Furthermore, those provisions of the Knox-Keene Act regulating the financial condition of a health care entity overlap with various provisions of the federal Bankruptcy Code; in particular, the Code contains many provisions "regulating" the financial condition of a debtor, including 11 U.S.C. §364, which allows for post-petition financing. As a result, federal bankruptcy law, and not the state Knox-Keene Act, was held to be determinative of whether the post-petition financing was appropriate.

Finally, the bankruptcy court also noted that under the Knox-Keene Act, providers of health care services, such as doctors, were entitled to be paid before other general unsecured creditors. Based upon the Knox-Keene Act, if the DOC had intervened prior to the bankruptcy filing, doctors and other health care providers likely would have held claims of higher priority than other general unsecured creditors. While policy reasons exist for paying health care providers in order to ensure continuity of care, the bankruptcy court noted that this priority in payment clearly conflicted with federal bankruptcy law. As a result, based upon the pre-emption clause of the Constitution, the court held that the federal bankruptcy law, not state law, governs the priority of payments to creditors.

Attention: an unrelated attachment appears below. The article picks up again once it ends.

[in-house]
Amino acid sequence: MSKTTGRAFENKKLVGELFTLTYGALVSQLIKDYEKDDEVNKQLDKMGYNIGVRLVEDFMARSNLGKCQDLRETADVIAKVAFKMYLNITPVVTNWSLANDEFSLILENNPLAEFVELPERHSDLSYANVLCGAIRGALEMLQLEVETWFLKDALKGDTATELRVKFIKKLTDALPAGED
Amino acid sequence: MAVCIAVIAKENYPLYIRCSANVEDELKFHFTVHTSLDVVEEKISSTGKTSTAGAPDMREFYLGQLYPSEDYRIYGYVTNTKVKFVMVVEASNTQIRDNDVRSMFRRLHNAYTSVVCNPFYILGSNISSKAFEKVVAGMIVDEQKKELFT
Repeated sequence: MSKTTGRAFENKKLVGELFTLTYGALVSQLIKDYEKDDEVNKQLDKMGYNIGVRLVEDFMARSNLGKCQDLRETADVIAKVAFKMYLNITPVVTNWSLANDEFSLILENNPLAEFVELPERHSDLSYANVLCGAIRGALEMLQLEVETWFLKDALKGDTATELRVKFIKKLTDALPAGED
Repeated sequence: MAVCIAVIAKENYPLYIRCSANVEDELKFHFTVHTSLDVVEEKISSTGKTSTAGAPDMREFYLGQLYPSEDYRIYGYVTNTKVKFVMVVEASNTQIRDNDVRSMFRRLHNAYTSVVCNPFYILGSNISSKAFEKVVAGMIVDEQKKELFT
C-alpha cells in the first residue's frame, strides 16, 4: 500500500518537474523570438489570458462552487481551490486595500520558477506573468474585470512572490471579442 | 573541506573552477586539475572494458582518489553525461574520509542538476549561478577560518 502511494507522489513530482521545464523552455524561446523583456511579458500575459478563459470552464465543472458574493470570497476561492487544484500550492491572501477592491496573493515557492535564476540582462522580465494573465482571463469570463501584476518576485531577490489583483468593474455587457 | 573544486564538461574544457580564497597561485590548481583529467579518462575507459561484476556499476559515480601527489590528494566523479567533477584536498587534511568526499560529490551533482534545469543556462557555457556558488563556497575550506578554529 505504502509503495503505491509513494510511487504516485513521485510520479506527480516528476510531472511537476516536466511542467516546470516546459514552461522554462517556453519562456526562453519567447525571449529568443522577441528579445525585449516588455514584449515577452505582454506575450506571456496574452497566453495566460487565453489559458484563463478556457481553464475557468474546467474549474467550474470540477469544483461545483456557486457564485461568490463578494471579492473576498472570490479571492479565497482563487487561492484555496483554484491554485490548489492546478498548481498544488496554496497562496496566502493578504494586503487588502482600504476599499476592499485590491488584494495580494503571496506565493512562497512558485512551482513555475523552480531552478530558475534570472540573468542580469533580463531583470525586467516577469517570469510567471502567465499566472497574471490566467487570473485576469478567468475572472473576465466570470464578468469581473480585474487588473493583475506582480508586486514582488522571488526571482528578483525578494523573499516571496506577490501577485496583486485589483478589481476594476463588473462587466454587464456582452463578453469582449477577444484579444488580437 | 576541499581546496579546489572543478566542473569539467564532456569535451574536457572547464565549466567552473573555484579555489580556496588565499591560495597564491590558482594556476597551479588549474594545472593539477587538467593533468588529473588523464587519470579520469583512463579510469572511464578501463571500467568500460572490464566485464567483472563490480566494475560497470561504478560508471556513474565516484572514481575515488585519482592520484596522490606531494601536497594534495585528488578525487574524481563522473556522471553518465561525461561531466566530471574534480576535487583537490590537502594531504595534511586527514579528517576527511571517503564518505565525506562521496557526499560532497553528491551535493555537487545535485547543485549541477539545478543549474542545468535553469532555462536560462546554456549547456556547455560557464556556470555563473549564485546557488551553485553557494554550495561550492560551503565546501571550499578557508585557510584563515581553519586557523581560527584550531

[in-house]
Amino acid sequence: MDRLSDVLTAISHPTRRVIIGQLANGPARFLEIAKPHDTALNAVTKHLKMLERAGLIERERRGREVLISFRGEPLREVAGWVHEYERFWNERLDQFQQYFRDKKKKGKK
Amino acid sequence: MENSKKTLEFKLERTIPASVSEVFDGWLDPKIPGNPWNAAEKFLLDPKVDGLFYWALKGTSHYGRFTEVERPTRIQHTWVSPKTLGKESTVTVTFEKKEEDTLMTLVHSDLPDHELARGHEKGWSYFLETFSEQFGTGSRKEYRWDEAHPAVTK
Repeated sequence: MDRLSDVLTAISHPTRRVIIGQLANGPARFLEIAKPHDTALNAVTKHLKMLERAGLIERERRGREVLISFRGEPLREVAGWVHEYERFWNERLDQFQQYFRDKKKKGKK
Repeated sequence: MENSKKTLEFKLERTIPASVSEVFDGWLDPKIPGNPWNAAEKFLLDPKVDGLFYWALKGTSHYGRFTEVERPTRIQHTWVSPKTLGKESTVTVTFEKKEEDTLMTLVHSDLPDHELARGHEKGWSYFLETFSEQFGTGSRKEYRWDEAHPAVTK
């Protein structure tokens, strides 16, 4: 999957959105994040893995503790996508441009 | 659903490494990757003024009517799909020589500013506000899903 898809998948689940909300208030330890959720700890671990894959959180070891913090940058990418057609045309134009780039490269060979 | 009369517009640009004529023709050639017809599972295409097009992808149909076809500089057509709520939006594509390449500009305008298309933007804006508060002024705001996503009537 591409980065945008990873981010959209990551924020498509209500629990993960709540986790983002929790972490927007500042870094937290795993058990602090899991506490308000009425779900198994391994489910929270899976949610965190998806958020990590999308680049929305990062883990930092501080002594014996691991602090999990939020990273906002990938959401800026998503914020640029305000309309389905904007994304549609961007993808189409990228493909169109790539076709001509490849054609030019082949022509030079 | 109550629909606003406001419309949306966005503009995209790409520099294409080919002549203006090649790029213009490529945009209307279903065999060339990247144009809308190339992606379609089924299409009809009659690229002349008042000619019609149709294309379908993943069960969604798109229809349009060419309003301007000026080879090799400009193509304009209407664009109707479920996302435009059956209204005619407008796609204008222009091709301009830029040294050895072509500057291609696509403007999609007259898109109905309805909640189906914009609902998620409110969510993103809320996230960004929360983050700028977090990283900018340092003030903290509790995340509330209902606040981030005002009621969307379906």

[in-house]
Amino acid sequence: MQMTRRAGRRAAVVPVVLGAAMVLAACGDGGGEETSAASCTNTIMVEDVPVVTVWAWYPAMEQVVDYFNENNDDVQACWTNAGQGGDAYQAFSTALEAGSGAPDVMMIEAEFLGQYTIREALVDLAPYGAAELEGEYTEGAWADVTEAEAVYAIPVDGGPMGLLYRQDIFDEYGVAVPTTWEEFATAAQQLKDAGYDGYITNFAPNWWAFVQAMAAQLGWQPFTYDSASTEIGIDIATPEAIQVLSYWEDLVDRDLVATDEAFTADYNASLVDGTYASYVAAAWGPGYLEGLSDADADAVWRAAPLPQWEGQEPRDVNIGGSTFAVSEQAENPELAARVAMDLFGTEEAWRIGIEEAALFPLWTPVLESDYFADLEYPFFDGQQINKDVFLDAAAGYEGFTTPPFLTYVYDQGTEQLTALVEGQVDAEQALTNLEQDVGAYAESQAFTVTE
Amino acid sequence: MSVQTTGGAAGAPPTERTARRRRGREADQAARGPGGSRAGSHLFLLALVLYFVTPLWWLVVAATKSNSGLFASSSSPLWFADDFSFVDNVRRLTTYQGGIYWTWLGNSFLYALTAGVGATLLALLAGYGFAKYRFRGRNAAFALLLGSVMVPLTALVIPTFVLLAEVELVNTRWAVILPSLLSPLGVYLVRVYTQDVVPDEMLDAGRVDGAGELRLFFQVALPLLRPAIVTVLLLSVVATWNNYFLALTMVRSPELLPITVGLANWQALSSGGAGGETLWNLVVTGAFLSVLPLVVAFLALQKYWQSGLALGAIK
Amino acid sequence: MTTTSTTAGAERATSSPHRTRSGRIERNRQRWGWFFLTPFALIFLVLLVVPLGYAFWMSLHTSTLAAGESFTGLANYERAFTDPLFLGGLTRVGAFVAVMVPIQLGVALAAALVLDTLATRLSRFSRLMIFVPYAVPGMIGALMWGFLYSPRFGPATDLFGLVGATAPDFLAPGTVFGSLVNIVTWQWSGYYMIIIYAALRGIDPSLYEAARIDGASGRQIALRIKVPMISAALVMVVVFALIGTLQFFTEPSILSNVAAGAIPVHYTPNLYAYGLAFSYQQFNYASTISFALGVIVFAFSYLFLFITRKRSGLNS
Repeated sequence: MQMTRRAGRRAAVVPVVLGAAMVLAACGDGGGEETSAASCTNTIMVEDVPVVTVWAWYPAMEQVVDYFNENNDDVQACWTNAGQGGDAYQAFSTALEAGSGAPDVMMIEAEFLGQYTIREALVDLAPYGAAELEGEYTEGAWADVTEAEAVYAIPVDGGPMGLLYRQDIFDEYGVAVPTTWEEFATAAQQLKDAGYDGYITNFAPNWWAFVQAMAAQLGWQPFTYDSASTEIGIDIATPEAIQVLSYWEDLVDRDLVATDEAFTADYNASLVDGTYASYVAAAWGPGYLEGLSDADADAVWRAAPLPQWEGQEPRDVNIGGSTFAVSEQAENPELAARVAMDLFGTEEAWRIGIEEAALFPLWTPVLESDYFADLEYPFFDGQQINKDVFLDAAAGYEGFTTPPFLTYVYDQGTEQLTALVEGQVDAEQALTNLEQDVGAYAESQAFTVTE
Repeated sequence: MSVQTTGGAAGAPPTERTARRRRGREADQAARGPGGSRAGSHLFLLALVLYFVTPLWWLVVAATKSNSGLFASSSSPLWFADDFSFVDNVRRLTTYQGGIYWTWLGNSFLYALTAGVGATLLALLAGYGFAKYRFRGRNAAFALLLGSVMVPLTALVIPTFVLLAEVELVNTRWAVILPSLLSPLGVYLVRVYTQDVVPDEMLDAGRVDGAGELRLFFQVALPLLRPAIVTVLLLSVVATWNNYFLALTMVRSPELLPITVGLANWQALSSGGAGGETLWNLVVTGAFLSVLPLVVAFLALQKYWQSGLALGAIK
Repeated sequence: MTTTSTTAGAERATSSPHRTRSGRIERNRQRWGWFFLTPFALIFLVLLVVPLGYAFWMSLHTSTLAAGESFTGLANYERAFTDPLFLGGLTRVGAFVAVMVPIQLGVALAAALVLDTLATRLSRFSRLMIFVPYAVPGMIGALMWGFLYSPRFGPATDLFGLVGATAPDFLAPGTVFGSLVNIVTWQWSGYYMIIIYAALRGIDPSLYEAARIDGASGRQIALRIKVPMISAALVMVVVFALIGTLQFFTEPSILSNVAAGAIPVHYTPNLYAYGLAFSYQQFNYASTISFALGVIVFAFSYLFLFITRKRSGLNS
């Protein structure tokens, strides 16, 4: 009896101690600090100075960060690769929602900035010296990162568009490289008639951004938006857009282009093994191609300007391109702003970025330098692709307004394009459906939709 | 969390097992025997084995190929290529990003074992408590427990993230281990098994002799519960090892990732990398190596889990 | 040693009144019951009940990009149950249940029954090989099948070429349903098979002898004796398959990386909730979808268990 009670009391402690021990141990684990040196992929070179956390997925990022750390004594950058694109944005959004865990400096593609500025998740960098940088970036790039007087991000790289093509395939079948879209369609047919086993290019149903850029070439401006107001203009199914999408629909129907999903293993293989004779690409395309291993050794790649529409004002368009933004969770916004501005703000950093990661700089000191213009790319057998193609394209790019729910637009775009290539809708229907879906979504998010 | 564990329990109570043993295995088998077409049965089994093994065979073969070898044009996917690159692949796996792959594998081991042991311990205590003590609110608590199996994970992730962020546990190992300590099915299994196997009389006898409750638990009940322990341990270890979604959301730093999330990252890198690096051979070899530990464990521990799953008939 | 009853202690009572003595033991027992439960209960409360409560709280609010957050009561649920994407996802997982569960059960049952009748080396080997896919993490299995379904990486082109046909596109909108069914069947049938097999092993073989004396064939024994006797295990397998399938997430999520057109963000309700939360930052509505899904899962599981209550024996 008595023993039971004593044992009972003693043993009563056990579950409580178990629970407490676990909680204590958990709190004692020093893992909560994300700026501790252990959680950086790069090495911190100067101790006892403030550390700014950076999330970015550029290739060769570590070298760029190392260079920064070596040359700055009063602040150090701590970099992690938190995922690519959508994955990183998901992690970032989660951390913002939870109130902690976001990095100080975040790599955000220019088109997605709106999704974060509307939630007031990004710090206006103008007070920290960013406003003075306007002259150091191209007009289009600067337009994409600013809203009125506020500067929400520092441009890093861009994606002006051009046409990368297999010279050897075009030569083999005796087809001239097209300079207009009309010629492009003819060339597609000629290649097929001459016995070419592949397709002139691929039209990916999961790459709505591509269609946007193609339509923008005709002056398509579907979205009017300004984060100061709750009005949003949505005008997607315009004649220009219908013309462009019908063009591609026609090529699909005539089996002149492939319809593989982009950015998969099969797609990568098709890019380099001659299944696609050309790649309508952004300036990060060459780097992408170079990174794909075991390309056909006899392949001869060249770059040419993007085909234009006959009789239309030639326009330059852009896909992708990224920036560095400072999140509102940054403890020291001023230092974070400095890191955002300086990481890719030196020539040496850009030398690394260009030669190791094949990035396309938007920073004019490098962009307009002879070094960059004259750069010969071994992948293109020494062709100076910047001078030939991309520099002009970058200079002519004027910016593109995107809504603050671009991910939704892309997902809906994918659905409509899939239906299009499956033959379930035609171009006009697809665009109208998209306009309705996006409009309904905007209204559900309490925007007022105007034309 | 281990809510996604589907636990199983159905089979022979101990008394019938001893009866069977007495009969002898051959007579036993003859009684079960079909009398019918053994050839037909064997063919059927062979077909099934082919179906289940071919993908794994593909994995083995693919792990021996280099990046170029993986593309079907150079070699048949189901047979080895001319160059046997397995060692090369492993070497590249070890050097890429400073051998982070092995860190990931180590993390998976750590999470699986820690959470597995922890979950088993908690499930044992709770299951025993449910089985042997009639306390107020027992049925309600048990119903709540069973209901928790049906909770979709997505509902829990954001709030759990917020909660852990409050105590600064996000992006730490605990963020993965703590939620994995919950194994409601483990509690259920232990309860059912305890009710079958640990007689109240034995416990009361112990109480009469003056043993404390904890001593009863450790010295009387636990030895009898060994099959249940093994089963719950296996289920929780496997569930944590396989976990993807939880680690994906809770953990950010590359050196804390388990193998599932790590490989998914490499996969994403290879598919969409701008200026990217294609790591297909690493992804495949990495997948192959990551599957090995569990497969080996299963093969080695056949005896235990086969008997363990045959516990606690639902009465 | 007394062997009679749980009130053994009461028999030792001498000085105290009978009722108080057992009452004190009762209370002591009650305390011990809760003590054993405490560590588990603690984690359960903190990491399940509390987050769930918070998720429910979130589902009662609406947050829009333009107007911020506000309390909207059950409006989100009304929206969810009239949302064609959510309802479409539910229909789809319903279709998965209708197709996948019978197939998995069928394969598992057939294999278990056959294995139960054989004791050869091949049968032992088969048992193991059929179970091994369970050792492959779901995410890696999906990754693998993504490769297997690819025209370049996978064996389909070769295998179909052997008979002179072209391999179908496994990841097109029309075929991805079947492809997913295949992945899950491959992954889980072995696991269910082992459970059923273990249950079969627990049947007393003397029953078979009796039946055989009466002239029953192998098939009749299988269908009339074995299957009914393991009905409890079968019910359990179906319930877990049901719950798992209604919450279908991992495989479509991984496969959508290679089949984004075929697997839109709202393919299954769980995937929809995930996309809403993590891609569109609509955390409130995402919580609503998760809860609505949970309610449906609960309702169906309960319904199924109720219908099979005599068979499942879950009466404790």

It is clear that California, through the Knox-Keene Act, is intent on entering the distressed health care world and playing a role as both a supporter of providers and protector of patients. However, in a bankruptcy case, the enforceability of state laws such as the Knox-Keene Act is not so clear, and may at times conflict with the bankruptcy laws. It will be interesting to see how the DOC and other states react to and address the rising tide of health care insolvencies.


1 Cal. Health & Safety Code, §§1340 et seq. Return to article

2 Cal. Health & Safety Code, §§1340 et seq. Return to article

3 Midlantic Nat'l Bank v. New Jersey Dept. of Env. Protection, 106 U.S. 755, 762 n.9 (1986). Return to article

Journal Date: 
Tuesday, June 1, 1999